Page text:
Kazuo Ishiguro just won the 2017 Nobel Prize in Literature.
The British writer, known best for his novels The Buried Giant, Never Let Me Go, and The Remains of the Day, was announced as this year’s winner by the Swedish academy earlier today (Oct. 5).
“He has uncovered the abyss beneath our illusory sense of the world,” the Swedish academy said. “If you mix Jane Austen and Kafka you have Kazuo Ishiguro’s work.
“But you have to add a little bit of Marcel Proust into the mix, and then you stir, but not too much. He’s a writer of great integrity. He doesn’t look to the side, he’s developed an aesthetic universe all his own.”
Ishiguro was born in Nagasaki, Japan and moved to the UK when he was five years old. He has already received four Man Booker Prize nominations and won the award in 1989 for his novel The Remains of the Day.
Canadian novelist Margaret Atwood was the last minute hot favorite to win the Literature Nobel this year. She won the Man Booker Prize in 2000 for The Blind Assassin and the adaptation of her novel The Handmaid’s Tale has been a raging success for Hulu this year.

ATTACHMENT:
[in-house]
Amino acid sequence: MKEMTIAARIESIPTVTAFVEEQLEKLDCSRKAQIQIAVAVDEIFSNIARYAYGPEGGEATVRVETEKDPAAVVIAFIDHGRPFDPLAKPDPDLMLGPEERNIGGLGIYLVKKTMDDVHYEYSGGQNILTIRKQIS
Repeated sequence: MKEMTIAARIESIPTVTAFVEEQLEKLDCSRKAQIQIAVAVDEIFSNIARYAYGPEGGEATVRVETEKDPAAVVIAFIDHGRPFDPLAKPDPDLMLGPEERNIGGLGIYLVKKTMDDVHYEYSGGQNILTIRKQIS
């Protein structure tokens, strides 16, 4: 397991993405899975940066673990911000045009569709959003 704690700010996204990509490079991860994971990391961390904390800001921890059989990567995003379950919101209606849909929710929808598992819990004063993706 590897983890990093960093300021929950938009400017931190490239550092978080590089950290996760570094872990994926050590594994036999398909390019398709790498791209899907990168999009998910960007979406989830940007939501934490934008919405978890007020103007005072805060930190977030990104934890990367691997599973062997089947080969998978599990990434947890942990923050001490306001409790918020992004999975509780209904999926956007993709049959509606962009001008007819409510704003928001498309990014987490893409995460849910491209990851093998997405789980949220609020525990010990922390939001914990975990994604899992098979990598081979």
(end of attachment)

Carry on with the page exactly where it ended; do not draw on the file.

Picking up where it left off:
Meanwhile South Korean poet Ko Un and consistent Nobel favorite Ngũgĩ wa Thiong’o was also speculated on.
Last year, the prize was controversially awarded to singer-songwriter, Bob Dylan, “for having created new poetic expressions within the great American song tradition.” The choice was divisive, with many disputing his credentials as a poet. Dylan initially refused to comment on the award, and only accepted the prize after a lengthy delay.
The Literature award is the fourth of this month’s Nobel Prizes to be announced, following Jeffrey Hall, Michael Rosbash, and Michael Young’s victory in physiology and medicine, Rainer Weiss, Barry Barish, and Kip Thorne’s triumph in physics, and Jacques Dubochet, Joachim Frank, and Richard Henderson’s win for their work in chemistry.